Ah yes, general experience. What did Albert Einstein allegedly say about common sense? A funny thing happened on its way to becoming a science: economics seldom tested its premises empirically. Only in recent years has there been serious investigation of its core assumptions and, all too often, they’ve been found wanting.
Unlike in physics, there are no universal and immutable laws of economics. You can’t will gravity out of existence. But as the recurrence of speculative bubbles shows, you can unleash “animal spirits” so that human behavior and prices themselves defy economic gravity. Change the social context—in economic parlance, change the incentive structure—and people will alter their behavior to adapt to the new framework.
That’s something that “physics envy” can’t capture—that the social nature of human beings makes any laws of behavior tentative and contextual. In fact, the very term “social science” is probably best seen as an oxymoron. In the early years of the neoclassical revival, in the 1970s, the Nobel laureate Wassily Leontief warned against the drift that had begun in economics towards what was subsequently called “physics envy.” Noting that human data differed from that in the natural sciences by its fluid nature, Leontief said that economists would do better to spend less time perfecting their mathematics, and more time getting down and dirty with their data.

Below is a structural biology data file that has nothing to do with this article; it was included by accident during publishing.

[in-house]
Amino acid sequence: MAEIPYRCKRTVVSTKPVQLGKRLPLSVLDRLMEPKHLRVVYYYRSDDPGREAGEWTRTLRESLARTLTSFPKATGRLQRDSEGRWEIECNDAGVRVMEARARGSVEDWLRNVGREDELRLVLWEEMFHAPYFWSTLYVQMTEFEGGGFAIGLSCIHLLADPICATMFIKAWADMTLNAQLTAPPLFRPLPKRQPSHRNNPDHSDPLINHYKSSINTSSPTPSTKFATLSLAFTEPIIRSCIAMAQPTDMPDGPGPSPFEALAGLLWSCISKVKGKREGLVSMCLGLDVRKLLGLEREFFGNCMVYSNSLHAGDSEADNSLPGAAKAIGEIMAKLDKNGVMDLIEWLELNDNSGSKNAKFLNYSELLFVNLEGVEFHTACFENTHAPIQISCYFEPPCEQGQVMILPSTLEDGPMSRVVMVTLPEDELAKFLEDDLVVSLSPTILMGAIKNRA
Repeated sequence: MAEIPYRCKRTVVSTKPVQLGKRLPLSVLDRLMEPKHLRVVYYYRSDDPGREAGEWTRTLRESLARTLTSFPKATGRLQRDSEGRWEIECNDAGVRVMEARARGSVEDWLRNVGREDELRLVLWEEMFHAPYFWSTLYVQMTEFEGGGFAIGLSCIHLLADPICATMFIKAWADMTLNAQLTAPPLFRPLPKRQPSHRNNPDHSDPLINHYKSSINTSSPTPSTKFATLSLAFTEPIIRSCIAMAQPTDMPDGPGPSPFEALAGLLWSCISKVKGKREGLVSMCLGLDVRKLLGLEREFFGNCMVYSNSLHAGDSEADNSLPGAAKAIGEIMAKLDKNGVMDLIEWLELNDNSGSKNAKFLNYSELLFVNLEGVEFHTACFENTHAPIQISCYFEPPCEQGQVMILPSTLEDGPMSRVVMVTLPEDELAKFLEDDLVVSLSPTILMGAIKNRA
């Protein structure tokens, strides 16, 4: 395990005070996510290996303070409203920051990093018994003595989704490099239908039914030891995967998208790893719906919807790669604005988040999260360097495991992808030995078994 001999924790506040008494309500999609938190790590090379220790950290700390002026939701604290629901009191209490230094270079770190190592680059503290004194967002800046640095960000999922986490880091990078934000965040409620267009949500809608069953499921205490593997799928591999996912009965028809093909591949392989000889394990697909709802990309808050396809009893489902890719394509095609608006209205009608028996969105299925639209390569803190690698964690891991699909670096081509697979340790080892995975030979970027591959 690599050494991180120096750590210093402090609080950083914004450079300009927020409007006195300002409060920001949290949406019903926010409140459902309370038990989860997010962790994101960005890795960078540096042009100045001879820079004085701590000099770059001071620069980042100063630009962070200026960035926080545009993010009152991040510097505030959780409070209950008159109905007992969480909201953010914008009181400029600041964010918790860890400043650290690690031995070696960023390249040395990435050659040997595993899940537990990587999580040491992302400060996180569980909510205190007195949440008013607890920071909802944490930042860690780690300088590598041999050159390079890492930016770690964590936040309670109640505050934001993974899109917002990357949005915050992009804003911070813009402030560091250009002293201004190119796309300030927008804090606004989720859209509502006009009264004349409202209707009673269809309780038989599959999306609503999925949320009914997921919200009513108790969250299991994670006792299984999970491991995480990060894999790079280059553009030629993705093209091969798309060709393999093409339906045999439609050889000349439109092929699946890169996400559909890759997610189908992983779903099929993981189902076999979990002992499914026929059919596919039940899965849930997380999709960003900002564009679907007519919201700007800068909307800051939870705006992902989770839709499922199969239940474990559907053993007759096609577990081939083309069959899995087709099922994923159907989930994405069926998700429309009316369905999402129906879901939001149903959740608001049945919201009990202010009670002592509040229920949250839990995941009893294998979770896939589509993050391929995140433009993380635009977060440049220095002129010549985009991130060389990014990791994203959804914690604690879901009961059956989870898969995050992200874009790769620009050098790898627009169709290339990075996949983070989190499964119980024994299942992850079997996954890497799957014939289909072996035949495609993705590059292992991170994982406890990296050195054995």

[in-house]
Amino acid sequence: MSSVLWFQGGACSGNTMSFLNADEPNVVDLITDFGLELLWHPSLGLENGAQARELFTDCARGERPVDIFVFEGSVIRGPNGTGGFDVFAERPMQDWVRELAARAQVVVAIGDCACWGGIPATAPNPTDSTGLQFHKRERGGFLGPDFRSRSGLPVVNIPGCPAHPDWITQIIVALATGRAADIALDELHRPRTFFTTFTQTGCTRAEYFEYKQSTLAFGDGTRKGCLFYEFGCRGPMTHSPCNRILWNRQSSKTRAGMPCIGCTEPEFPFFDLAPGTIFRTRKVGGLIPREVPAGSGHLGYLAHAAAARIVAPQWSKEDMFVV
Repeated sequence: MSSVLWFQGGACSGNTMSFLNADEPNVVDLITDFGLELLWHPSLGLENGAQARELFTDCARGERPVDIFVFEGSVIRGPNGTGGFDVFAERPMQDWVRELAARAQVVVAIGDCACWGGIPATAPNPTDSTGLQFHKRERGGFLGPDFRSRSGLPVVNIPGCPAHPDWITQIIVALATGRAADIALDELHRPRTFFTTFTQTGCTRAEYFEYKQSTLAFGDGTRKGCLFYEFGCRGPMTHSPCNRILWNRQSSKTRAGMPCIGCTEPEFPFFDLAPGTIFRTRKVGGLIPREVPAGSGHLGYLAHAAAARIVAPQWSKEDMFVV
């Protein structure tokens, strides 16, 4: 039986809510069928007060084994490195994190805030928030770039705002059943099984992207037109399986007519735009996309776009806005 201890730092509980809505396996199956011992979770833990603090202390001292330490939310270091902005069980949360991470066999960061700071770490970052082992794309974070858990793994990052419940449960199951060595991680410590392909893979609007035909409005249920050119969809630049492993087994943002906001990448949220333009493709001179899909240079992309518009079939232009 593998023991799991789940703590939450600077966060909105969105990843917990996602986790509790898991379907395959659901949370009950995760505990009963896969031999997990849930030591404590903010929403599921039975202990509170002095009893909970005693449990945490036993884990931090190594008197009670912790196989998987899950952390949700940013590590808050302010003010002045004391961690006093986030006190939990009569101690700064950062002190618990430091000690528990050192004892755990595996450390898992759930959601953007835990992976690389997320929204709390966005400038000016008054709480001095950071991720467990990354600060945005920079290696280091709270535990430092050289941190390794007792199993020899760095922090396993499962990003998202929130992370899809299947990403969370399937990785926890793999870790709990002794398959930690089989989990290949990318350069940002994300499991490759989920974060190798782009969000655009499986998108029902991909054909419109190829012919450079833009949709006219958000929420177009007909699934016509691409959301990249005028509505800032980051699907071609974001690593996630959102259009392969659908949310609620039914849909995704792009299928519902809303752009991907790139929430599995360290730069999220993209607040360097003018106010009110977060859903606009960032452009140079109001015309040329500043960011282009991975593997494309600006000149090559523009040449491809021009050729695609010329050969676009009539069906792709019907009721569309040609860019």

That’s something that ‘physics envy’ can’t capture—that the social nature of human beings makes any laws of behavior tentative and contextual. In fact, the very term ‘social science’ is probably best seen as an oxymoron.
However, he also acknowledged his warning would likely fall on deaf ears. The apogee of economic “scientism” came in the 1990s, a decade in which economists such as Alan Greenspan were lionised as gurus, Bill Clinton was describing globalization as a force of nature to which governments had to submit, and whizzkid experts such as Jeffrey Sachs were jetting into one country after another advising former communists how to re-align their countries with this presumed natural order.